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Lost amid the debate over a refugee moratorium in St. Cloud: the economic impact of immigration on the region

MinnPost photo by Ibrahim Hirsi
More than 300 people gathered at St. Cloud’s City Hall on Monday, where city officials discussed the proposed refugee resettlement ban.

On a recent evening in St. Cloud, an hour before the city council would debate the fate of a proposed moratorium on refugee resettlement in the city, Feisal Ali stood in the parking lot of the city’s largest Somali-American strip mall, trying to make sense of the controversial plan.

As he thought about it, several passersby waved and shouted greetings as they walked into the mall, which serves as both a social and business hub for the growing Somali-American community in the region. They stopped by the Somali-owned Afya Pharmacy, or joined people chatting over tea, or squeezing into the packed coffee shop, where young men took turns playing dominoes.

Later that evening, more than 300 people — Ali among them — gathered at St. Cloud’s City Hall, where city officials would discuss the proposed refugee resettlement ban.

And though the moratorium wasn’t voted on — in fact, a resolution “in support of a just and welcoming community” passed in response to the proposed ban — the meeting nevertheless included discussions about the cost of having people born in other countries settle in St. Cloud.

Even amid the expressions of support, though, Ali couldn’t help but notice what wasn’t much talked about. Not just the costs, but the business and economic benefits those same immigrants and refugees have created in the city. “These days, politicians like to use immigrants and refugees as a tool to promote their personal goals,” said Ali, a student at St. Cloud State University who also owns the Pelican Pro Logistics trucking company. “Everybody sees these thriving Somali-owned businesses, but they don’t want to talk about it.”

The cost of resettling refugees 

St. Cloud City Council Member Jeff Johnson first brought up the moratorium at an Oct. 9 meeting. Under Johnson’s proposal, St. Cloud would temporarily impose a ban on primary refugee resettlements in St. Cloud until the city conducts an economic impact study of the costs of refugee services and the number of refugees expected to come in the city.

The resolution also proposed that the St. Cloud government take more of a role in any resettlement activities, and cites the Refugee Act of 1980, which notes that “local voluntary agency activities should be conducted in close cooperation and advance consultation with (s)tate and local governments.”

In proposing the moratorium, Johnson has said that those agencies haven’t been in communication with city government and that “none of the council members have any idea how we got to this saturation number of people” in St. Cloud.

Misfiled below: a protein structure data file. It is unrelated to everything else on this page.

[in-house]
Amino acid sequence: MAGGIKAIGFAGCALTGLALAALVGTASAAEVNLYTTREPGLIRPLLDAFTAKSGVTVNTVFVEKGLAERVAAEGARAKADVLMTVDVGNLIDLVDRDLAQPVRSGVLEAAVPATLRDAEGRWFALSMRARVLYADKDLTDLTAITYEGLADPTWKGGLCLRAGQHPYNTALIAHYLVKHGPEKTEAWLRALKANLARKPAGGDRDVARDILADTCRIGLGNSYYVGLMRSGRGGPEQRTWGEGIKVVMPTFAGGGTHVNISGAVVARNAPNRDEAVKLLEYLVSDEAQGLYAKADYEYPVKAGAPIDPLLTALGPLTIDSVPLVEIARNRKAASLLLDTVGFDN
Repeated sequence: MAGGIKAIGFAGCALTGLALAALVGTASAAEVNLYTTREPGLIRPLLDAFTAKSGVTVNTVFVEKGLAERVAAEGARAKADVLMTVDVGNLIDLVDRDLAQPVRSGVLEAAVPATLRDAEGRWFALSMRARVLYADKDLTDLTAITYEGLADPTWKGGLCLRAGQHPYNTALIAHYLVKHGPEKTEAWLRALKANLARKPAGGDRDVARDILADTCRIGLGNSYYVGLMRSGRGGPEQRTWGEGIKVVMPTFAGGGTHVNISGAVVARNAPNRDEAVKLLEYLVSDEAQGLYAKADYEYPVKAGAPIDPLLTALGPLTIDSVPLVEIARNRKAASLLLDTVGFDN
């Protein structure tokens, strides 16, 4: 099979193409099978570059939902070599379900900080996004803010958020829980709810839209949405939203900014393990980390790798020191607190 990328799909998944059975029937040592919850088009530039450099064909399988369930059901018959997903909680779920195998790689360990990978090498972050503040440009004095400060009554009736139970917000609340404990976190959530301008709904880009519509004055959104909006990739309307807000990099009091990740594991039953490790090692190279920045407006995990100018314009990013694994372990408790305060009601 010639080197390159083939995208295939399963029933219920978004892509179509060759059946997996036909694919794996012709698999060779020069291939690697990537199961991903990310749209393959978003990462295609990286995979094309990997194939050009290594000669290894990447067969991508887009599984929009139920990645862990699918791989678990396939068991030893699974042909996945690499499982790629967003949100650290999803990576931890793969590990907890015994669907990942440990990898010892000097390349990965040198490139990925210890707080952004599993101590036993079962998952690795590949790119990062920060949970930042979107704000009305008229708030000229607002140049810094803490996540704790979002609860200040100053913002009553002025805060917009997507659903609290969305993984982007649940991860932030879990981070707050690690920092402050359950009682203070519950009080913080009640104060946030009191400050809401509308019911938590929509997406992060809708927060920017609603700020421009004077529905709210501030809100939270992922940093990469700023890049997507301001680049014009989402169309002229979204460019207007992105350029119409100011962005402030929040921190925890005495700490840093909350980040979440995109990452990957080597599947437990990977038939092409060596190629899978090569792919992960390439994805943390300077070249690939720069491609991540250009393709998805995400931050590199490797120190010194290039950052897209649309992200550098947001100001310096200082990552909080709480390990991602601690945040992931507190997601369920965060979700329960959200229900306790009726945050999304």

The catalyst for Johnson’s resolution was a plan by Lutheran Social Services of Minnesota — one of five resettlement agencies operating in the state — to place about 225 refugees in St. Cloud over the next year.

Over the past decade, more than 20,000 refugees — most of them escaping violence and persecution in Burma, Ethiopia, Iraq and Somalia — have arrived in Minnesota through the refugee resettlement program. Of those, roughly 1,400 ended up in the St. Cloud region.

Since the 2016 presidential campaign, however, questions about the vetting of refugees and the cost of resettlement have become political flashpoints in communities across the country, including St. Cloud.

All of which raises two obvious questions: What does that process really look like — and how much does it cost?

Before arriving in the U.S., refugees undergo a vetting process that includes multiple in-person interviews, fingerprints and background checks administered by the U.S. Department of State and the Department of Homeland Security.

Once refugees are cleared for resettlement, they begin another phase of the process: multiple health screenings to record their medical history and detect — or treat — infections or communicable diseases.

Following that phase is the final stage of the process, where refugees participate in mandatory cultural orientation classes that prepare them for how to live and work in the U.S.

At that point, the International Organization for Migration (IOM), an intergovernmental organization with 166 member-countries, arranges an interest-free loan program that covers the cost of airline tickets for refugees.

St. Cloud City Council Member Jeff Johnson

MinnPost photo by Ibrahim Hirsi
Under St. Cloud City Council Member Jeff Johnson’s proposal, the city would temporarily impose a ban on primary refugee resettlements in St. Cloud until the city conducts an economic impact study.